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Hazel's House of Hope serves as urban lighthouse to the community

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Cindi and Dan Gremling are just doing life on the block at their neighborhood outreach Hazels’ House of Hope. which offers inner city residents a place to go if they have a need. It’s a temporary sanctuary from the realities of life in the inner city,.a place where Grandma Cindi sits on her porch and offers words of wisdom. “It is a community house serving those in the inner city of Columbus, honoring and loving the ‘least of these.’”

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Hazel’s House opened in Spring 2011, on Morrill Avenue, just off Parsons Avenue. Prior to its inception, Cindi Gremling hosted a women’s bible study. One of the women in the group worked with teens in residential treatment centers. “It was so awesome to watch 14 year olds and 65 year olds in the same room, interacting. It's the perfect example of the older women teaching the younger women," Cindi states. Cindi, however, watched the girls age out of the foster system, and get almost literally thrown out on the streets, some turning to men, drugs, alcohol and prostitution. Thus the background for Hazel’s Houses comes from a desire to get girls off the streets and get them the help they need.

That's when, three years ago, Cindi experienced a revelation from God. "Wouldn't it be great if this girls had a Grandma's house. A place where they could come in, and it smells like cookies, and they could get a warm meal, take a shower, with a big fluffy towel and maybe lay down and take a nap for an hour," Cindi states. Cindi shared her idea, and she began getting calls, and was invited to meetings to share her vision to get women off the streets. A friend started a crisis center in the Franklinton area that provided a place where girls could come, get lunch, do some laundry. The program assisted with rehab placements as well. “One of the women I met had been put on the streets when she was 14 by her mother. Her mother was a prostitute; her grandmother was a prostitute too, and she was out on the streets till she was 40 years old. That’s a long, hard life,” Cindi recalls. After three years of sobriety, this women desired to open a sober living house, and Cindi helped her make her dream a reality.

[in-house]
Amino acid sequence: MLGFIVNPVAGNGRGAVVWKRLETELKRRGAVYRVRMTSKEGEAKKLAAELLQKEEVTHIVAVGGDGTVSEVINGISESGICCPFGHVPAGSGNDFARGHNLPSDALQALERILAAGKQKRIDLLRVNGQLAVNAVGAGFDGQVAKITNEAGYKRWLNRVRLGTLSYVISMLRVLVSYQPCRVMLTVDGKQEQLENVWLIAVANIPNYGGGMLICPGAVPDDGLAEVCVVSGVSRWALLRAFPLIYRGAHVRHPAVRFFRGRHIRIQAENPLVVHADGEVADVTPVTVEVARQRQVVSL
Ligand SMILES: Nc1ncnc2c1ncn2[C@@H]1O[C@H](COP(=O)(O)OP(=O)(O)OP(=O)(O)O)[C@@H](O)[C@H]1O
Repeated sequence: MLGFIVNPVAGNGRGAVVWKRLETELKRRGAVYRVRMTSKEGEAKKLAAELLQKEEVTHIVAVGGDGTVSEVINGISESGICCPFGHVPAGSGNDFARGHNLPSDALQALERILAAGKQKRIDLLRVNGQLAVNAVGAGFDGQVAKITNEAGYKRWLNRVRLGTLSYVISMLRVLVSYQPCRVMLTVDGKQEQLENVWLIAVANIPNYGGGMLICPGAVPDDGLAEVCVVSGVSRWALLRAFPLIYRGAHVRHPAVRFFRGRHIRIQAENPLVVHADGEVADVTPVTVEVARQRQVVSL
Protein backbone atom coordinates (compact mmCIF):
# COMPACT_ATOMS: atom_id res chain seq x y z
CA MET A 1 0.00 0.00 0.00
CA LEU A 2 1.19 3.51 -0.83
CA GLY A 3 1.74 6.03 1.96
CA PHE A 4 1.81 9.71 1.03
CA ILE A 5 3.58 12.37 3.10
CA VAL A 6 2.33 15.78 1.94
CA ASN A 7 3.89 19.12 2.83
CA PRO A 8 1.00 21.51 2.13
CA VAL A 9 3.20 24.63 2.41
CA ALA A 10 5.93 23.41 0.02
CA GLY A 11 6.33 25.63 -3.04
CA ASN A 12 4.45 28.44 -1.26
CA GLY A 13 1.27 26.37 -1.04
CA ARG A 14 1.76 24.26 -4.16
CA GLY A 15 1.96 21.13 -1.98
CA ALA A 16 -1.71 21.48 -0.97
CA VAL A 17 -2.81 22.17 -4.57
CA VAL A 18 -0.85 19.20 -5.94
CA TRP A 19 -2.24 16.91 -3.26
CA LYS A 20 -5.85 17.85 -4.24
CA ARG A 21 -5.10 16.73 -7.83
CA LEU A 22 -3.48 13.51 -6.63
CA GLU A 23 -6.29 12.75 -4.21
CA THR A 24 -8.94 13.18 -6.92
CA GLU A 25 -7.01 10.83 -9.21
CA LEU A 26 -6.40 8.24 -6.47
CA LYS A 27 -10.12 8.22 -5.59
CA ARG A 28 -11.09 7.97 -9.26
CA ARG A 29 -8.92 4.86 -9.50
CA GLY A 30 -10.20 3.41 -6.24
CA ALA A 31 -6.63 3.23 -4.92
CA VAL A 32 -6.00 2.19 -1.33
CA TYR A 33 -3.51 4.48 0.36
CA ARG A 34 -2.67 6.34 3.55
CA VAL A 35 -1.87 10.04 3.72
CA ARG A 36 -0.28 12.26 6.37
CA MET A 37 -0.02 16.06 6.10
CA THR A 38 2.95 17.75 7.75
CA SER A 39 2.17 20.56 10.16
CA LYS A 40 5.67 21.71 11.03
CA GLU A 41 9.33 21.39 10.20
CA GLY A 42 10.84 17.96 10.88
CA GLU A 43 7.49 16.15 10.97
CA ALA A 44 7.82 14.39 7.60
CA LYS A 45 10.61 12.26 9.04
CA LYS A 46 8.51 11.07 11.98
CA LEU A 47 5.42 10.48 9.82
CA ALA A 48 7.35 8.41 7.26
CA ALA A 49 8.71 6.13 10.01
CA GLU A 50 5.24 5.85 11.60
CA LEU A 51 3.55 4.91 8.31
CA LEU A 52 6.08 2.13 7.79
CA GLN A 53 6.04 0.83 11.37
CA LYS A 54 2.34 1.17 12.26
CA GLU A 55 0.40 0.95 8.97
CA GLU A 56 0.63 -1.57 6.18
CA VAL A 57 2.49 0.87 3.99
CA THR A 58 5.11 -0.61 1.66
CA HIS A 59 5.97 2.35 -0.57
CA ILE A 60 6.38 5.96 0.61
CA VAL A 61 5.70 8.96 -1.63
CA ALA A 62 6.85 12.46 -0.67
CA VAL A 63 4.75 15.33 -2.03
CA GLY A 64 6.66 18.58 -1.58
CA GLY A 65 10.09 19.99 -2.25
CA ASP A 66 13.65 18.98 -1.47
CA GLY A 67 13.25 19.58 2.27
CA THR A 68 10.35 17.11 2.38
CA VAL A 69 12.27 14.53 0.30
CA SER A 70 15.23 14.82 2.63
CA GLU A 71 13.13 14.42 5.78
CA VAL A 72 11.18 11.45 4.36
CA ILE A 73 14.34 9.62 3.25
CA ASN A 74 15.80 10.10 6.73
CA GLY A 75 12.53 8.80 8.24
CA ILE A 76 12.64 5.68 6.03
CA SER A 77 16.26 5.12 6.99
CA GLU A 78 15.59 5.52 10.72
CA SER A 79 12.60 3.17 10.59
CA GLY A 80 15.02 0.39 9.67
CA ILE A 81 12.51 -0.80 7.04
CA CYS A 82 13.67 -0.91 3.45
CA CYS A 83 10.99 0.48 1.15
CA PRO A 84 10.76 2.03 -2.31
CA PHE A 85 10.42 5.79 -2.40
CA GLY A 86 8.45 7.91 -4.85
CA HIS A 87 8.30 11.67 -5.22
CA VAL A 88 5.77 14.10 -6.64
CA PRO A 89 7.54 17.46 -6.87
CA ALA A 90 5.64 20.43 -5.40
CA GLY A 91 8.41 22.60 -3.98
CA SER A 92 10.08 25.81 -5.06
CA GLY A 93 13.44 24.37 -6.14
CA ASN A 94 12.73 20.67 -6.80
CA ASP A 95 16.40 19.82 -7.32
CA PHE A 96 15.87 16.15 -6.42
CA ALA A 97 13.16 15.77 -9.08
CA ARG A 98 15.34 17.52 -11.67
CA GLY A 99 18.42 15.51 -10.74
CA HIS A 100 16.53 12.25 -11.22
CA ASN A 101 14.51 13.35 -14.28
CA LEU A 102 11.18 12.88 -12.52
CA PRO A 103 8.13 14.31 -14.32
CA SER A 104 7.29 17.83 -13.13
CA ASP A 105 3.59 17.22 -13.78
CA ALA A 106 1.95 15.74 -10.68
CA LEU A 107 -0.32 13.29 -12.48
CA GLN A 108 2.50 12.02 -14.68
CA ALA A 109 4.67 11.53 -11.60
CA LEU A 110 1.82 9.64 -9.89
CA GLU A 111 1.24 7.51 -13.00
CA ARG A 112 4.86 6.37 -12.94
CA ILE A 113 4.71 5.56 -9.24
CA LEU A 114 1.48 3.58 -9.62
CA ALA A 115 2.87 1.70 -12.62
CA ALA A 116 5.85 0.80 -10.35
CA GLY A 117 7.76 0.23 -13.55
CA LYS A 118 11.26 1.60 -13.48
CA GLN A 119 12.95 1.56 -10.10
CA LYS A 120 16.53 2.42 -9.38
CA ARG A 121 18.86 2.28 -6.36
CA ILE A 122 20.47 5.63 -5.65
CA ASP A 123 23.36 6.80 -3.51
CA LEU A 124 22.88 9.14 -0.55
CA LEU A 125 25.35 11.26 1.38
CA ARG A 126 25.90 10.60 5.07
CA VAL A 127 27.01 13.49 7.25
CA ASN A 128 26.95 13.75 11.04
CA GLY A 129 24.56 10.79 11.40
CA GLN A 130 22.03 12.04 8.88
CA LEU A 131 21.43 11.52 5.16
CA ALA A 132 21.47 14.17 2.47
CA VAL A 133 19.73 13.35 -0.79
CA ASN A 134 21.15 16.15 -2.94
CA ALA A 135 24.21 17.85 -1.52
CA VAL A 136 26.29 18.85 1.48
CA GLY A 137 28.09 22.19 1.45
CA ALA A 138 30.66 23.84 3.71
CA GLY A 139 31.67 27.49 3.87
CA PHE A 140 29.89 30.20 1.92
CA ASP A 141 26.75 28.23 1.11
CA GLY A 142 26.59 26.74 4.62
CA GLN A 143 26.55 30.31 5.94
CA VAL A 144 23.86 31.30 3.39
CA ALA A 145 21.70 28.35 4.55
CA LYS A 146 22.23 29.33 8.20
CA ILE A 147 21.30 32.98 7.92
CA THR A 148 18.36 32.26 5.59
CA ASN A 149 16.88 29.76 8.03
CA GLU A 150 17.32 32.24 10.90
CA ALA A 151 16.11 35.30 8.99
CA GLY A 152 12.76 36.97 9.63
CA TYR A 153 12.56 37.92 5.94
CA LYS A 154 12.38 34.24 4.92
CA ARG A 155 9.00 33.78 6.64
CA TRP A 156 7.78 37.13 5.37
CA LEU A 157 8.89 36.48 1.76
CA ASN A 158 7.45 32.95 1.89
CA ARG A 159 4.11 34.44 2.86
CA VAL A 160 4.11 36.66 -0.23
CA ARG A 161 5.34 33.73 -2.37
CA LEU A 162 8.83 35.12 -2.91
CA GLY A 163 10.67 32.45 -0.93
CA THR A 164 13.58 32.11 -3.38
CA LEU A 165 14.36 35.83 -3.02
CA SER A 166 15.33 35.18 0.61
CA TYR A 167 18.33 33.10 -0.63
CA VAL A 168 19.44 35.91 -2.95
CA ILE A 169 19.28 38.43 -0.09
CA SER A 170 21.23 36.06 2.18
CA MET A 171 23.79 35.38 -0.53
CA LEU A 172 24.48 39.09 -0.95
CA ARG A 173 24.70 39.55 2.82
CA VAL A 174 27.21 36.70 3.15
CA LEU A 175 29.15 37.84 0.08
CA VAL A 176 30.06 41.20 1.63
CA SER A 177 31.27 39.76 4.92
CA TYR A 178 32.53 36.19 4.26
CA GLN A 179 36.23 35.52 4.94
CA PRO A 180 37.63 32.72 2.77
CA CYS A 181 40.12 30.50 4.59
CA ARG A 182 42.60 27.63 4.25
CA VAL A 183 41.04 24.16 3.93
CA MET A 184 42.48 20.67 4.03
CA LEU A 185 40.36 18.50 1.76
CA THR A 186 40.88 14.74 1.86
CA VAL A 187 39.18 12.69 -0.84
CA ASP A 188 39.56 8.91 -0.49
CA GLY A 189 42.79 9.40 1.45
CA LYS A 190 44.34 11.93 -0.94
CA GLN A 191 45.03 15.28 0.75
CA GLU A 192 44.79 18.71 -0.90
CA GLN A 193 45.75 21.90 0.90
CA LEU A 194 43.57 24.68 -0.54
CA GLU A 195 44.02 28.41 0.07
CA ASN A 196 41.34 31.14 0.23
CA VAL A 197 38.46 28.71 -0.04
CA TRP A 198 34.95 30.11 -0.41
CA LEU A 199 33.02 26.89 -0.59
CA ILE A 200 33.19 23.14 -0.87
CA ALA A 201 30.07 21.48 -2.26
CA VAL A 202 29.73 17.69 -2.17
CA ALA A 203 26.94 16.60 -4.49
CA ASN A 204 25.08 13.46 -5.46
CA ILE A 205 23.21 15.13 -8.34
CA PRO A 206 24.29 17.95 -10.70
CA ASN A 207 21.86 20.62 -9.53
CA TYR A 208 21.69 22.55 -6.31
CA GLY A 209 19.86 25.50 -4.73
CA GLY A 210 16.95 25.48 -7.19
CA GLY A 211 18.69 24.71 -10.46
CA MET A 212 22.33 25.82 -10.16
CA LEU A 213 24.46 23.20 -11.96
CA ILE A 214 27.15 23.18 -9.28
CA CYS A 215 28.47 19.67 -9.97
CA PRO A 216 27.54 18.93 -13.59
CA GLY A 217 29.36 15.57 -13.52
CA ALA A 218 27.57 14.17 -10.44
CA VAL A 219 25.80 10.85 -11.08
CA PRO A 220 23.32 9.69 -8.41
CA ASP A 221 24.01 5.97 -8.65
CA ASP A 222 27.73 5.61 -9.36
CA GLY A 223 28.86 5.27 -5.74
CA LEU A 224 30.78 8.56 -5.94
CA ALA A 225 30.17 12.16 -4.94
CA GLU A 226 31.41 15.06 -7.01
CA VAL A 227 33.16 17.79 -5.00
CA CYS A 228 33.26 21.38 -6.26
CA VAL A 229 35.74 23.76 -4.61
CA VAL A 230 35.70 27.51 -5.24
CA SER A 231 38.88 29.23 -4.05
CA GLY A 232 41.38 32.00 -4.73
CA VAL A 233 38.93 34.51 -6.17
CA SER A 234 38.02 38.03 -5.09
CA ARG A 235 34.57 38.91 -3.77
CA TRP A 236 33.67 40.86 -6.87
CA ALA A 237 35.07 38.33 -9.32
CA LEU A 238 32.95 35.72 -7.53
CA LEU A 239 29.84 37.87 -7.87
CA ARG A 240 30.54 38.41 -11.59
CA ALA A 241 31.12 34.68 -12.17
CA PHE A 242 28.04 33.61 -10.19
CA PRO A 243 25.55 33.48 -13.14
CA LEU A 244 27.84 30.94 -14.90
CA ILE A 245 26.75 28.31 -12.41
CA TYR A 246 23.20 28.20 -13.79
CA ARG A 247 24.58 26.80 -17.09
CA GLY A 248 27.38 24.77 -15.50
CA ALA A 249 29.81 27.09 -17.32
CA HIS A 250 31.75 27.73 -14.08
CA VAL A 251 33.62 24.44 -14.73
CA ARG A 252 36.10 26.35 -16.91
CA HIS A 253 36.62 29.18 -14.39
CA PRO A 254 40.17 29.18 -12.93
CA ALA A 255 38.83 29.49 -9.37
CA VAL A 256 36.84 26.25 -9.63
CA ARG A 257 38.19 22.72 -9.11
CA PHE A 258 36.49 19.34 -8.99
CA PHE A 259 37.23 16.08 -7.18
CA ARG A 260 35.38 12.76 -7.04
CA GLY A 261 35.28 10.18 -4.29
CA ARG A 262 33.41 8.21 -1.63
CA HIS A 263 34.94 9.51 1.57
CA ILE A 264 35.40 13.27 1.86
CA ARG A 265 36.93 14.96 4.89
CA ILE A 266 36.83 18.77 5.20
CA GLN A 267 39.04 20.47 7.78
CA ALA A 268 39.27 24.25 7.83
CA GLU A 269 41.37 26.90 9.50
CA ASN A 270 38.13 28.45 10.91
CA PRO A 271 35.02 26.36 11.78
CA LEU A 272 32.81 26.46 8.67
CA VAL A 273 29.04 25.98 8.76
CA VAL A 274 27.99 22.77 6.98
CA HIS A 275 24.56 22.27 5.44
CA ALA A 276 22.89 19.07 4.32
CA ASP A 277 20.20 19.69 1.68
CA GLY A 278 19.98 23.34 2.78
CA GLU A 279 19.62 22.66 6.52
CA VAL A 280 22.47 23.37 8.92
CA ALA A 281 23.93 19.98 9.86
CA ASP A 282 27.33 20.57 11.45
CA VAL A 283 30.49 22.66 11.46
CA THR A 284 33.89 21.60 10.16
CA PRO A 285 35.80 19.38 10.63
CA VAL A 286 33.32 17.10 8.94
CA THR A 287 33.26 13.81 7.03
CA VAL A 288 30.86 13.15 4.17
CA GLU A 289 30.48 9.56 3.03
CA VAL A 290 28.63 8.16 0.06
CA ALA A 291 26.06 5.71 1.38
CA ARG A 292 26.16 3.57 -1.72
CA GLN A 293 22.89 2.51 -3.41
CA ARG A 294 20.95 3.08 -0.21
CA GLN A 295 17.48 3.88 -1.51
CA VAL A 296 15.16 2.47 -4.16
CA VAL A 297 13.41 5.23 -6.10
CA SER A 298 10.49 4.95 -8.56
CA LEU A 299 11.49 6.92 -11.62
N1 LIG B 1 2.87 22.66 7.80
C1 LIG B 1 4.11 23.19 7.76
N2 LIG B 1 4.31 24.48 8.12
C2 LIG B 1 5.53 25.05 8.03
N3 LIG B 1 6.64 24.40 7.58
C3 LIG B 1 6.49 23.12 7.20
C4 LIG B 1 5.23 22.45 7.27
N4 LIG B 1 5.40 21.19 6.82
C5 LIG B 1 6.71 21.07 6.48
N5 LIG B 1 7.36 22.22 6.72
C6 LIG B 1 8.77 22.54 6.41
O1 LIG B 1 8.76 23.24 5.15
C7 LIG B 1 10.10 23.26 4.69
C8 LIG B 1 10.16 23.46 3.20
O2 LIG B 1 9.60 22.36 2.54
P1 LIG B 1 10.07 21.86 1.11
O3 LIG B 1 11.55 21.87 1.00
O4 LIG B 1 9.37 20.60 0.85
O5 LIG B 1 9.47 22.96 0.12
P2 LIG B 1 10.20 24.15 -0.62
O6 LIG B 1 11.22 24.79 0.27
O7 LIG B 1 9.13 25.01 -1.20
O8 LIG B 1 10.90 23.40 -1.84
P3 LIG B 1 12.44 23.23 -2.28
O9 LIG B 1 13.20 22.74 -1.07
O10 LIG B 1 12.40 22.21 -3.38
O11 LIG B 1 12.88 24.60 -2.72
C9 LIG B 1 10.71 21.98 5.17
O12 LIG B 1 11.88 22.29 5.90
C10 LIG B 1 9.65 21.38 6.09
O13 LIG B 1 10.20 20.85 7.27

Next, a childhood friend of Cindi’s saw what she was doing and approached her and asked her if she bought her childhood home, would Cindi put girls in it? The house had been her parent’s home for 53 years, and her mother’s name was Hazel. She asked Cindi to name it after her mother, Hazel, so Hazel’s House of Hope opened just off Parsons Avenue on Morrill Avenue. Never had Cindi expected to move to the neighborhood where her girlfriend died in a crack house years prior, but Cindi didn't believe in coincidences and new God had a purpose.